As strange as it sounds, it’s likely that bankruptcy filings will not spike until the economy starts to recover, when businesses start to reopen and people begin to go back to work. That’ll be when people can stop worrying about survival and start worrying about digging themselves out a financial hole.

So, yes, Tennessee bankruptcy lawyers are going to be busy and, if 2008 is any indication, Nashville bankruptcy lawyers may end up being some of the busiest in the country.

I think that happens in June.

341: Rent is Due Tomorrow; Lawyer Webinars

Rent is Due Tomorrow, and It’s Going to be Bad. Tomorrow is going to be a terrifying day for lots of people across the country.  That’s because it’s the first of the month, and  rent and mortgage payments will be due for millions of families, and a good number of those people are out of work.

Clients in all types of industries are scared. They’re scared for their business. For their employees. For their personal finances.

cheesecake

Some businesses are taking aggressive action to preserve/conserve cash, but that’s a bold move and beyond what most small businesses or individuals can envision.  Who on earth imagined a future where “I’m not paying my mortgage next month” is a valid financial planning option?

It’s important that we, as lawyers, figure out how to help. This article in the Wall Street Journal, Bankruptcy Law Needs a Boost for Coronavirus, suggests that our financial and restructuring bar is thinner than it should be.

This is a real concern that I’ve heard from bankruptcy lawyers for about a year, even before people had any idea that a global pandemic was possible. There aren’t many bankruptcy lawyers under the age of 40. It’s because, basically, in the last 10 years, the economy has been strong enough that there hasn’t been growth in new practitioners.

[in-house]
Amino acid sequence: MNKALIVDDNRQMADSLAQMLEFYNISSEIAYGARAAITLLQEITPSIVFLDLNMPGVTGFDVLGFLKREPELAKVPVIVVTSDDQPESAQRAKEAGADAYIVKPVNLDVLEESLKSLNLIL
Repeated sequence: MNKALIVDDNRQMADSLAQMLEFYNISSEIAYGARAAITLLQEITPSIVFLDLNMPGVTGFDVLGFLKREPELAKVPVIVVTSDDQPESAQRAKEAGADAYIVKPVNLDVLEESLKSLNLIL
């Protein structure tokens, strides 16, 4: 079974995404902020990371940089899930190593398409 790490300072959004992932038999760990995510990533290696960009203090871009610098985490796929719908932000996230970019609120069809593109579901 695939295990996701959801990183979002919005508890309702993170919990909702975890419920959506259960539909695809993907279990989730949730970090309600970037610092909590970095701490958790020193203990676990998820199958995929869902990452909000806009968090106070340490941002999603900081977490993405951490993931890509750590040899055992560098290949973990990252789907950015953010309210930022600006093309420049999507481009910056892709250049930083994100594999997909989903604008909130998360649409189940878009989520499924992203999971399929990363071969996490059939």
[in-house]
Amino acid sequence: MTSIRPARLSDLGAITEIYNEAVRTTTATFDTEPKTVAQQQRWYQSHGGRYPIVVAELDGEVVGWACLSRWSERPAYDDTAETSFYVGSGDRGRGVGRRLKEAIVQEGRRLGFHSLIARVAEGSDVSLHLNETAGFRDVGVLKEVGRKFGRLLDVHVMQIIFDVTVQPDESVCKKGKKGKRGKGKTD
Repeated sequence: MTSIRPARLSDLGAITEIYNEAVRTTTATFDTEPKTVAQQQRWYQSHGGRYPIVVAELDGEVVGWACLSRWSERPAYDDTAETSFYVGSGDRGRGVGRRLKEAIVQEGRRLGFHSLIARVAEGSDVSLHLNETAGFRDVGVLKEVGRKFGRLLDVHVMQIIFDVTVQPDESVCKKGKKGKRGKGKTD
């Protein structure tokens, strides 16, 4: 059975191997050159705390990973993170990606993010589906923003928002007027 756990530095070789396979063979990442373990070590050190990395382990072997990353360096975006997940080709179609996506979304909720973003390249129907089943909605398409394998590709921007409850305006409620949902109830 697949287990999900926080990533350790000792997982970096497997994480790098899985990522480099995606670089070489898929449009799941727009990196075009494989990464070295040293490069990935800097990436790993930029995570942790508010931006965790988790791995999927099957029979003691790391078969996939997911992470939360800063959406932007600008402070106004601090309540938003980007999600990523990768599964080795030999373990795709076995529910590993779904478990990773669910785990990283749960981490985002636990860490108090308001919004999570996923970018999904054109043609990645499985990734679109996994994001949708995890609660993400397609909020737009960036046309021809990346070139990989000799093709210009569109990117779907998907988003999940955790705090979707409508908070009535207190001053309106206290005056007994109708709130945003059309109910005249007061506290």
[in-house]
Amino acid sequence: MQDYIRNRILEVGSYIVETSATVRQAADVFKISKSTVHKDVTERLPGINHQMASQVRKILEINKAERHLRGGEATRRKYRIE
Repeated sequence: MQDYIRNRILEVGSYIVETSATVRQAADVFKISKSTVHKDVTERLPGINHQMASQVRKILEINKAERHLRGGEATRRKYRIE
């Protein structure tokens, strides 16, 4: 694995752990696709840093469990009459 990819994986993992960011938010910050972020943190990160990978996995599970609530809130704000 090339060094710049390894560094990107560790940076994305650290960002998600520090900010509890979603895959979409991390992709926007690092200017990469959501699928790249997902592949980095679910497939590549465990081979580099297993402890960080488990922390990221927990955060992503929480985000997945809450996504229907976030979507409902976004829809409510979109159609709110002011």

This Bloomberg News article, Bankruptcy Phones Ring Off the Hook; Firms Prep for Deluge,  suggests that there will be big time growth in the practice area.

So, we get our coronavirus updates whereever we can, right?

Tony Roma Covid

COVID-19 Webinars are the real fast spreading virus. Ok, so what role can lawyers play?

First off, slow down with the webinars. There are so many lawyer webinars right now.

I loved this tweet from @catmoon:

cat moon tweet

This is great advice, and it’s a good reminder to judge your client marketing first from a place of “Is this Useful to the Client?

Now, don’t get me wrong. I have watched a fair share of coronavirus webinars, and I’ve learned a lot about the state of the economy and business interruption insurance. I even taught one (see below).

(Side Note: I’ve also learned that lawyers should do a test run before going live on a webinar. “I just heard someone grimace.”)

My advice? I agree with Cat 100%. Don’t make me listen to an hour-long webinar, when you could put that together in an article that I scan in 5 minutes. Everybody is busy, so let’s get to the point.

Also, maybe just call the clients and see what they need.  Again, handing the mic to Cat Moon:

2nd cat moon tweet

Call. E-mail. Text. Check in.

Separately, I taught a webinar.  Ok, ok, I know. Webinars.

Mine was a CLE for the Tennessee Bar Association. It was titled “Navigating Client Financial Issues During the Pandemic,” and I hope it gave good, practical advice for both creditors and debtors.

But, yeah, do what I say, not what I do.

tba cle